Labor and Delivery Overview
The United Nations World Population Prospects report estimates that a baby is born in the United States approximately every 8 seconds. Labor is a natural process, which has to occur for a child to be born. And yet, when complications during labor are not properly addressed or managed or when mother and child do not get necessary care, monitoring and treatment before, during and after the labor and delivery process, a resulting birth injury can happen with devastating consequences both for the child and the family.
Birth injuries during labor and delivery may occur as a result of diminished oxygen supply to the child, as a result of trauma from improperly-used birth-assistive tools such as forceps or vacuum extractors and from other problems and complications that go uncorrected or are mishandled by the medical team. If your child has suffered a birth injury as the result of negligence (carelessness) on the part of the obstetrician, medical team or the hospital, it is important that you contact an experienced New York City birth injury lawyer to obtain more information about pursuing your legal rights.
What is Labor and Delivery?
“Labor and delivery” is the term that is commonly used to describe the process by which a baby is born – from the time the body prepares itself to the time when the baby and placenta leave the womb. The earliest stage of labor essentially prepares the body for delivery. This is a time when the uterus regularly contracts and the cervix gradually thins out. Once her cervix has completely opened, the woman can begin pushing to deliver the baby. When the baby and placenta come out through the vagina, it is known as a vaginal delivery.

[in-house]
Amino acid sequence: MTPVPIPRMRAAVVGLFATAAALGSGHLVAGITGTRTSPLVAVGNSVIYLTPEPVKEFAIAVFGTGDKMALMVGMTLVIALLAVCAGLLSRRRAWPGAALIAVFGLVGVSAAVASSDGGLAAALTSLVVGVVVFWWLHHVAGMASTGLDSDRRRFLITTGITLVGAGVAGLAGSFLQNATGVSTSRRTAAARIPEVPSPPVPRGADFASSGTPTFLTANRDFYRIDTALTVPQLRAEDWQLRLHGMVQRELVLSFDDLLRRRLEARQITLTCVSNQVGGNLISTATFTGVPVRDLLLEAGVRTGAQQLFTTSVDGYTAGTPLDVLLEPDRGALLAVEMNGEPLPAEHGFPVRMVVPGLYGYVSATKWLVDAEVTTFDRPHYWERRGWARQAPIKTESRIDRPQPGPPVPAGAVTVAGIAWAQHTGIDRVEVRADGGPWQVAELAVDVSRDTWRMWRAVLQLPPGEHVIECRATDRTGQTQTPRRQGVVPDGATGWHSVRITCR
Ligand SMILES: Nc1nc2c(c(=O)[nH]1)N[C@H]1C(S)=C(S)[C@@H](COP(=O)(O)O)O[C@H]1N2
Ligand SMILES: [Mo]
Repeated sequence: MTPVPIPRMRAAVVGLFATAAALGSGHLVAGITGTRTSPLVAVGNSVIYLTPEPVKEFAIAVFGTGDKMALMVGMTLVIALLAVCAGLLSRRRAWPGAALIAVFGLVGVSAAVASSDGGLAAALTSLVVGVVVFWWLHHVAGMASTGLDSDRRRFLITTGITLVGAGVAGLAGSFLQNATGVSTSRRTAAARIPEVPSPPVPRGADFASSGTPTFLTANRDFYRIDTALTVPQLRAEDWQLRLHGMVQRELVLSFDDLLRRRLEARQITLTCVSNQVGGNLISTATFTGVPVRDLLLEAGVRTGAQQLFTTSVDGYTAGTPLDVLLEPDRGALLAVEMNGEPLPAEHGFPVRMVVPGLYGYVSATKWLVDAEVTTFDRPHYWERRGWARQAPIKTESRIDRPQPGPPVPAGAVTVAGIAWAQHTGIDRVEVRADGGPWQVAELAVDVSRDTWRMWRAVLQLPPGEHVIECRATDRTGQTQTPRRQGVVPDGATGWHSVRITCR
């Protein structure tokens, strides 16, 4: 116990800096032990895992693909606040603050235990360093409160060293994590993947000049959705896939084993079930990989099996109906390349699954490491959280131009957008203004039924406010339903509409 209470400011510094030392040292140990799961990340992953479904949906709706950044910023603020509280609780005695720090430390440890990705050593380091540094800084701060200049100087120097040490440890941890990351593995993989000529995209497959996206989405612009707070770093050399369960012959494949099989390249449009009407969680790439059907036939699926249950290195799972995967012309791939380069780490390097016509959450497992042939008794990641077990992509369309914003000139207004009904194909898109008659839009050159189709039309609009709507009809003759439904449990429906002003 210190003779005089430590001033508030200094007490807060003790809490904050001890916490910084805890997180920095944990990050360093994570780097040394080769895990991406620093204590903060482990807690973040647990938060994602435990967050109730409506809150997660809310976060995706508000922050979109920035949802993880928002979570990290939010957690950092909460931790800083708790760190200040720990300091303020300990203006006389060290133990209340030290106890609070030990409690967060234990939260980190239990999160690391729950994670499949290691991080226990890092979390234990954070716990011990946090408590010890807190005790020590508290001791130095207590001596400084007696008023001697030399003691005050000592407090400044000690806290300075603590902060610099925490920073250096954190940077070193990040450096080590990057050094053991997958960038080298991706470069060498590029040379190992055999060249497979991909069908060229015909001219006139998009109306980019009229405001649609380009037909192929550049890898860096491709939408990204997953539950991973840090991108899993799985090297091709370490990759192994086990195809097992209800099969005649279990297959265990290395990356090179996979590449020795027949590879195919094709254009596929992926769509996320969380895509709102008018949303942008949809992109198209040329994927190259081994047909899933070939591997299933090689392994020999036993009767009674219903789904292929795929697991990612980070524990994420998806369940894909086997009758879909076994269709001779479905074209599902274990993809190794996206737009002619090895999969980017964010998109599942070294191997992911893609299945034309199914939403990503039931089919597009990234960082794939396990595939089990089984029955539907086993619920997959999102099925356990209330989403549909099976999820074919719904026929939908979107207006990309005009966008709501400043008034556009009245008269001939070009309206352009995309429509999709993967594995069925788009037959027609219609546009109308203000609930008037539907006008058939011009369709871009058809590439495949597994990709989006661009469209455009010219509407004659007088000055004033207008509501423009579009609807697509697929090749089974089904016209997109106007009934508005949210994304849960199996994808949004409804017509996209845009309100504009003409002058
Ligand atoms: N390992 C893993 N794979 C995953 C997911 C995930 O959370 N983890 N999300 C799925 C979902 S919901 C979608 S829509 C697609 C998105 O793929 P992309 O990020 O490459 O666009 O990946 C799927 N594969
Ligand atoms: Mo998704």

For most women, labor typically begins sometime between week 37 and week 42 of pregnancy. Labor that occurs before 37 weeks of pregnancy is considered premature or preterm. Labor may vary from woman to woman and from pregnancy to pregnancy. A number of factors affect the duration and outcome of labor. Uterine contractions usually signal the start of labor. A gush or trickle of fluid usually referred to as a “water break” also signals the start of the labor and delivery process.
Labor happens in three stages:
Early labor: During early labor, the opening of the uterus, also known as the cervix begins to thin and dilate. Contractions get progressively stronger lasting 30 to 60 seconds and come every 5 to 20 minutes. A woman may experience this stage of labor for up to 20 hours especially if it is a first birth.
Active labor: During this stage of labor, the contractions become stronger, longer and more painful. The contractions come closer together. The woman may also feel pressure in her lower back as the fetus starts to move into the birth canal. At this stage, the cervix reaches full dilation at 10 centimeters. The woman is told to push to help the baby through the birth canal. The health care provider guides the baby out of the vagina. This stage may last several hours. Once the baby comes out, the umbilical cord is cut.